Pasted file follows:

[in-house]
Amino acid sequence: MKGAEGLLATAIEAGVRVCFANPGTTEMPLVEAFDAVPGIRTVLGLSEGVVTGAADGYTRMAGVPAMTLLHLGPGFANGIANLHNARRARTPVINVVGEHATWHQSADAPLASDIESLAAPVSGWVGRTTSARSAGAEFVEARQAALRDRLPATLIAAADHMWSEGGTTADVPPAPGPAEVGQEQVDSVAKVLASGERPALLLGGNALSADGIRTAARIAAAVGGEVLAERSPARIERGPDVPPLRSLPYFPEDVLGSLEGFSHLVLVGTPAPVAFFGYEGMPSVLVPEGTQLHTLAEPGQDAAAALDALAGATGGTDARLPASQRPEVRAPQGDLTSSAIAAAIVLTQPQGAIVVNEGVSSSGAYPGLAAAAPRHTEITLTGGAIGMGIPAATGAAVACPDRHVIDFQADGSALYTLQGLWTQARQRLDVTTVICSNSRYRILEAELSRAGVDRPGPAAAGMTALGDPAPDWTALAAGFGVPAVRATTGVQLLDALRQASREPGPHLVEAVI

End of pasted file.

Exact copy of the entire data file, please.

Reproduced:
[in-house]
Amino acid sequence: MKGAEGLLATAIEAGVRVCFANPGTTEMPLVEAFDAVPGIRTVLGLSEGVVTGAADGYTRMAGVPAMTLLHLGPGFANGIANLHNARRARTPVINVVGEHATWHQSADAPLASDIESLAAPVSGWVGRTTSARSAGAEFVEARQAALRDRLPATLIAAADHMWSEGGTTADVPPAPGPAEVGQEQVDSVAKVLASGERPALLLGGNALSADGIRTAARIAAAVGGEVLAERSPARIERGPDVPPLRSLPYFPEDVLGSLEGFSHLVLVGTPAPVAFFGYEGMPSVLVPEGTQLHTLAEPGQDAAAALDALAGATGGTDARLPASQRPEVRAPQGDLTSSAIAAAIVLTQPQGAIVVNEGVSSSGAYPGLAAAAPRHTEITLTGGAIGMGIPAATGAAVACPDRHVIDFQADGSALYTLQGLWTQARQRLDVTTVICSNSRYRILEAELSRAGVDRPGPAAAGMTALGDPAPDWTALAAGFGVPAVRATTGVQLLDALRQASREPGPHLVEAVI